In the address, write the military member's entire name: All mail delivered to the military must be addressed to a specific person; the USPS no longer allows mail to be addressed to "Any Service Member." Address Line 1 should include the unit and box (if appropriate). If necessary, use initials to identify the service member by their rank or position.
Mail for active duty members goes through a different process than for retirees or veterans. Any mail sent to an active duty member will not be delivered until they return home or leave the area in which they serve. This is done so that letters are not forwarded to other units or people. Mail for active duty members also includes packages sent through military post offices.
For help with addresses because of changed locations, see our article on changing addresses.
Please include the following information when addressing Military Mail:
The military address format is simple. Use the entire name and title of the military member, followed by the unit and APO/FPO number. As well as a longer zip code Provide a return address on the front of the package when sending military mail. Return addresses should be written in black ink on white paper.
All letters and packages sent to U.S. military personnel must include the return address: "U.S. Postal Service - No More Than Nine Zeros" or "USPS - N0W9Z". Failure to comply may result in the loss of your letter or package.
Also note that certain items are not allowed in military postal facilities. These items include food, clothing, furniture, appliances, batteries, gas cans, chemicals, weapons, ammunition, signs, posters, balloons, animals, plants, and "novelties" (toys). Violation of this rule may lead to disciplinary action.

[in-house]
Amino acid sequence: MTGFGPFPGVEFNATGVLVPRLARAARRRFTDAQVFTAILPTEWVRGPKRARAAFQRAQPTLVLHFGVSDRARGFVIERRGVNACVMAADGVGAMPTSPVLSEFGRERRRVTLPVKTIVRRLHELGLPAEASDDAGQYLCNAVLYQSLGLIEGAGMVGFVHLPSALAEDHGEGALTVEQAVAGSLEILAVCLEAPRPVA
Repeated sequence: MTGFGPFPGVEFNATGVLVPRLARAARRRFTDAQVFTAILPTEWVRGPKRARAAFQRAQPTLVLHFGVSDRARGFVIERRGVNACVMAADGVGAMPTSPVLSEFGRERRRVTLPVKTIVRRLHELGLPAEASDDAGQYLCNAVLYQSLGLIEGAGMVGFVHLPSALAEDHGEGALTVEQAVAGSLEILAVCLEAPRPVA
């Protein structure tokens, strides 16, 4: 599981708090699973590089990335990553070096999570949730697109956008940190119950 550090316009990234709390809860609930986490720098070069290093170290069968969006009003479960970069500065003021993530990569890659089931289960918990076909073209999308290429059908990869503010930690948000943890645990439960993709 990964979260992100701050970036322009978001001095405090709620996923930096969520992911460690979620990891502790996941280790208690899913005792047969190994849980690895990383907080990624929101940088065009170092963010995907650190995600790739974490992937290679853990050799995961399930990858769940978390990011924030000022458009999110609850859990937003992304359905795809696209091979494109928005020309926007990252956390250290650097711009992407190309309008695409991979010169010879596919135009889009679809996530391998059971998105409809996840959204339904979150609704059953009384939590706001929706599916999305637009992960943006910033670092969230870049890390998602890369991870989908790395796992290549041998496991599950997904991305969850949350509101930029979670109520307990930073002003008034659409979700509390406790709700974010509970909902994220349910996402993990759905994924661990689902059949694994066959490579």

Finally, letters from children are welcome and appreciated by our troops.
We send letters to all U.S. Servicemen and women, regardless of branch of duty. Include your mailing address or email address in every letter you send. Some members of the military will reply!
How should a military address be formatted?
Military regulations and the Privacy Act of 1974 do not permit the military departments to provide email addresses, home addresses, or telephone numbers of service personnel. Moreover, regulations do not permit the random dissemination of listings of names and addresses of service personnel. Lists of this nature may be provided by a newspaper or other third party.
In addition, internal regulations limit the disclosure of information about active duty service members to use within the military department itself. Service members can request that their personal information not be made public by submitting a FOIA request.
Email is a valuable tool for keeping in touch with friends and family while serving in the military. However, there are certain restrictions on how email can be used to contact individuals below the legal age threshold (see "Children Under 18 Can't Sign Up For Facebook Or Twitter"). In addition, email is a convenient but not always reliable form of communication; therefore, it is important that those who are sending messages understand their limitations as a means of ensuring that messages get delivered.
Service members have the right to refuse to answer questions, to leave work stations unattended, and to avoid any contact that could be interpreted as an interview or interrogation. If you do not want to respond to questions, please simply say so.
It is important to remember that those who speak anonymously on the Internet may do so from anywhere in the world.